A career hospice nurse tells us about one of her most treasured experiences.
As the leaves fell on that brisk October night and the smell of wood-burning permeated through the air, I sat on the front porch of a home listening to the surrounding laughter. Any passerby would have thought there was a party inside. The driveway was lined with cars and songs of a time long since passed was being sung. As I peered into the front window, I saw the smiles of the gathered people surrounding a hospital bed, and in that bed was a man called husband, father, brother, uncle, cousin and friend. I called him amazing.
Bill was born in a small midwest town. He was of a proud Irish descent, a devout catholic, served his country during a time of war, married his childhood sweetheart and together they raised a family. He was not a superhero, a movie star, or a famous athlete. He was the husband that provided for his family, the father seen at all of the school functions, and the friend that you passed by in your grocery store. Bill volunteered in his community and was never hesitant to lend a hand or smile.
Bill was diagnosed with cancer and by the time it was found, it had already progressed to his brain. He was referred to hospice care, and I was chosen to be a part of his journey. So often we hear the word journey, but do we actually stop to understand the true meaning of that word? Alex Noble wrote, “Success is not a place at which one arrives but rather the spirit with which one undertakes and continues the journey.” My journey with Bill and his family began with
“Hello, my name is Wendy. I am your Hospice nurse.”
It was late summer, and as I walked up the sidewalk toward the tiny house before me, I was greeted by a couple sitting on their porch. As I reached out to shake their hands, I was immediately drawn to their welcoming smiles and warm hospitality. I was invited into their home, where the aroma of freshly baked apple pie awaited me. As I took out my bag and opened up my computer, I asked them to tell me about their journey. They spoke of places they had been and shared pictures of their wedding, their children, and a lifetime of memories all neatly collected into photo albums. Bill shared his love of piano and music with me, when I told him of my gifts of voice and piano, his blue eyes opened wide like a child’s eyes on Christmas morning, and he proceeded to walk to his piano. Even today, I can still hear his soft voice singing as he played his piano. Together we sang hymnals from his youth, and through tear-filled eyes, his wife began to sing along too.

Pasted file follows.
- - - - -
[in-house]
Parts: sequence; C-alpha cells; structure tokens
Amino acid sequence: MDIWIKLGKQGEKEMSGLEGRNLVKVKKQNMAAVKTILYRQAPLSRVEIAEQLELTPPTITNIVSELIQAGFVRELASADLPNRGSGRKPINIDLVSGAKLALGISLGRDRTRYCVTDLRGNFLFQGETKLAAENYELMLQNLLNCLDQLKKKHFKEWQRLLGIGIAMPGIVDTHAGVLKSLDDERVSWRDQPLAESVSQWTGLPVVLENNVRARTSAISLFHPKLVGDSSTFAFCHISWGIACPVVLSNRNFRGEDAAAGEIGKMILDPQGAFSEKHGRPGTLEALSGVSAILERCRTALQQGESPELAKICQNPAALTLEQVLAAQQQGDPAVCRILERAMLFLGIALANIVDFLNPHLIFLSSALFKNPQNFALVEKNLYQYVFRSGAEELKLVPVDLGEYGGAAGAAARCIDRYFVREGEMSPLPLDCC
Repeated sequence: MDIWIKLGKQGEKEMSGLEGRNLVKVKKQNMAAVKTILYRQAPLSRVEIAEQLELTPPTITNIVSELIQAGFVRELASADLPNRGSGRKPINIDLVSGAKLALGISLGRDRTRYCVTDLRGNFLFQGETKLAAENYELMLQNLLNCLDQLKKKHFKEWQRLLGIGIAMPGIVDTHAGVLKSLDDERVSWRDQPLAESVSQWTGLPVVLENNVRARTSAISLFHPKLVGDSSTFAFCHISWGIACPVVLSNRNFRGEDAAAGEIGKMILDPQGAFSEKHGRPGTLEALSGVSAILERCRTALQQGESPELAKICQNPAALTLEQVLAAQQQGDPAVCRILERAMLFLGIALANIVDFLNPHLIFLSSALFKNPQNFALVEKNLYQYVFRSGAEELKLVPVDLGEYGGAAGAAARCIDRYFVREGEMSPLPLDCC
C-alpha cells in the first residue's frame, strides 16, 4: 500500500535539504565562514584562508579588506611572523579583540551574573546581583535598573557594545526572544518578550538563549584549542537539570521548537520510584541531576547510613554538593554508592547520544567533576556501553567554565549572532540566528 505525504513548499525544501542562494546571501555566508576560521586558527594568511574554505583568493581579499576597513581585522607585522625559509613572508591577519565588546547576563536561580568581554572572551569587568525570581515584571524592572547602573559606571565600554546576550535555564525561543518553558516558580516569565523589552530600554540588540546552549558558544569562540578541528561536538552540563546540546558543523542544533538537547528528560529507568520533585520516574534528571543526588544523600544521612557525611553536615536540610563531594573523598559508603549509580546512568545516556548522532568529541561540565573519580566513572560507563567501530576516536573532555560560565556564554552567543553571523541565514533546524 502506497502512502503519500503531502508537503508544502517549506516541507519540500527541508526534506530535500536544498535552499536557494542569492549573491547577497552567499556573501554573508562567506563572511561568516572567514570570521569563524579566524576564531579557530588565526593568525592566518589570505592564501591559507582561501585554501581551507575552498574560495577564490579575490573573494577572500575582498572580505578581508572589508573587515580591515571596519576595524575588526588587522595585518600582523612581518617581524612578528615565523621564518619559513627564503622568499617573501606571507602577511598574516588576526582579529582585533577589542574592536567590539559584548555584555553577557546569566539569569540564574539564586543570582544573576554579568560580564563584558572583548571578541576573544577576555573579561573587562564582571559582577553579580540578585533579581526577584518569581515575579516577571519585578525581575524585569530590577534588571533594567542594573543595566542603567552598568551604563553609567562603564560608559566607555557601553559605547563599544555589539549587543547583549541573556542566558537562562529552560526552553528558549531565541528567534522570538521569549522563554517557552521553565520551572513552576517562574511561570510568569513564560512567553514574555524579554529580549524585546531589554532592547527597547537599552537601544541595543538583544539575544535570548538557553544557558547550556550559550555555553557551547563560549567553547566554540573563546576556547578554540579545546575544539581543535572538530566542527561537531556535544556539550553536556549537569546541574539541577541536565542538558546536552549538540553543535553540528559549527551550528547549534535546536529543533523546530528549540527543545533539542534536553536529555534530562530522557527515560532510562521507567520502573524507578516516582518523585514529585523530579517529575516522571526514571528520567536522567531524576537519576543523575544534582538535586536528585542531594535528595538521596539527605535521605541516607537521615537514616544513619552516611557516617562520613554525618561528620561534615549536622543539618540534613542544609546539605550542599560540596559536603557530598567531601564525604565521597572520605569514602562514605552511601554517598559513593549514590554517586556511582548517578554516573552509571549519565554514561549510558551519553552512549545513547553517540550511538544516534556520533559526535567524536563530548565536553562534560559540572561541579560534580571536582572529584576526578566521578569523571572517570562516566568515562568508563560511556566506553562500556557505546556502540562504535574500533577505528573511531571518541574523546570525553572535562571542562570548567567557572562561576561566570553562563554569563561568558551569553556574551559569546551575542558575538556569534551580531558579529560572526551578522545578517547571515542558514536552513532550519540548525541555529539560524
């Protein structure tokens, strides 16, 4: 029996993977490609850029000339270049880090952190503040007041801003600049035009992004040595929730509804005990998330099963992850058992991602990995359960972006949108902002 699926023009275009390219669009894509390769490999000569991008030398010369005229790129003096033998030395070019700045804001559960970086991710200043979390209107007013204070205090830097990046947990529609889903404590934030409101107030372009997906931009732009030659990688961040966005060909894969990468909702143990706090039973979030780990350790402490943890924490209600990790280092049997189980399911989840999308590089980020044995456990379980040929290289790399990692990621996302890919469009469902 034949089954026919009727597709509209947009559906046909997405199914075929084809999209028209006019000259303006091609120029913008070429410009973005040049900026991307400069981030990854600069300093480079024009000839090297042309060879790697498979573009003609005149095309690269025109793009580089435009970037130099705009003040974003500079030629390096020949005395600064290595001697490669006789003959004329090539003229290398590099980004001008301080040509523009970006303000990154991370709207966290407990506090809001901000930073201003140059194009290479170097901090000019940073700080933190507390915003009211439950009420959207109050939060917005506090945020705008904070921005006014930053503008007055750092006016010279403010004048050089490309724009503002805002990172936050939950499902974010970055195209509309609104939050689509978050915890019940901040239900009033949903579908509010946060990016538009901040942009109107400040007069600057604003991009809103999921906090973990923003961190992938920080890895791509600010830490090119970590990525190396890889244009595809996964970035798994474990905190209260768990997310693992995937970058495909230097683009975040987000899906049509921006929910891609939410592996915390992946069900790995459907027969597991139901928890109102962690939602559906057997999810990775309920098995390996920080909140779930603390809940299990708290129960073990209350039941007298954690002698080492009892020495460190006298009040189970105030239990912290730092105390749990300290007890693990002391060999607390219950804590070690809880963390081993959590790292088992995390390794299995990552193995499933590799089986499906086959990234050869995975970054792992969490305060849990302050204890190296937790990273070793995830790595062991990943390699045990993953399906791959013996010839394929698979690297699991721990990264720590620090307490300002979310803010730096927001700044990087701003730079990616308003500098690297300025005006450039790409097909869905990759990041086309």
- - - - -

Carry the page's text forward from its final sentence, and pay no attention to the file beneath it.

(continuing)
As our visit drew close to an end, I asked him if there was anything I could do, and he said, “yes, just don’t let me die in pain.” I held his hand and promised him that he would not travel this journey alone.
As each week came and went, I watched the man that greeted me on his porch gradually become weaker, the physical strength that allowed him to walk to me gave way, but his spirit never faltered. I watched with humility as he allowed a nurse aide and myself to bathe him and worked diligently with his doctor to ensure that his pain was managed. Never once did he lose his smile, or question God as to why? Instead, he continued his journey one day at a time and counted his blessings aloud for the life and time that he lived.
In Hospice we use words such as “transitioning” or “actively dying,” it refers to the time in which the physical body has fought the good fight and now it is winding down. I often tell my patients and their families:
“just like the body knows what to do to come into the world, it knows what to do to prepare itself to leave.”
As a Hospice Nurse, I have been given the privilege to educate and help prepare my patients and their family members for the journey ahead.
In his own home and surrounded by those who loved him, Bill closed his eyes for the final time that October night. The disease that infiltrated his body did not infiltrate his soul, and I was there that night as his spirit slipped away to touch the hand of God.
Each day thousands of people are faced with End of Life decisions. During a time that could be filled with hopelessness and fear, hospice serves to empower by providing education, support and compassion. Hospice ensures that no one travels the journey alone. Like a ripple across the ocean, our stories allow the lives of our patients to go on and reminds each of us that we have the power to replace the darkness with light.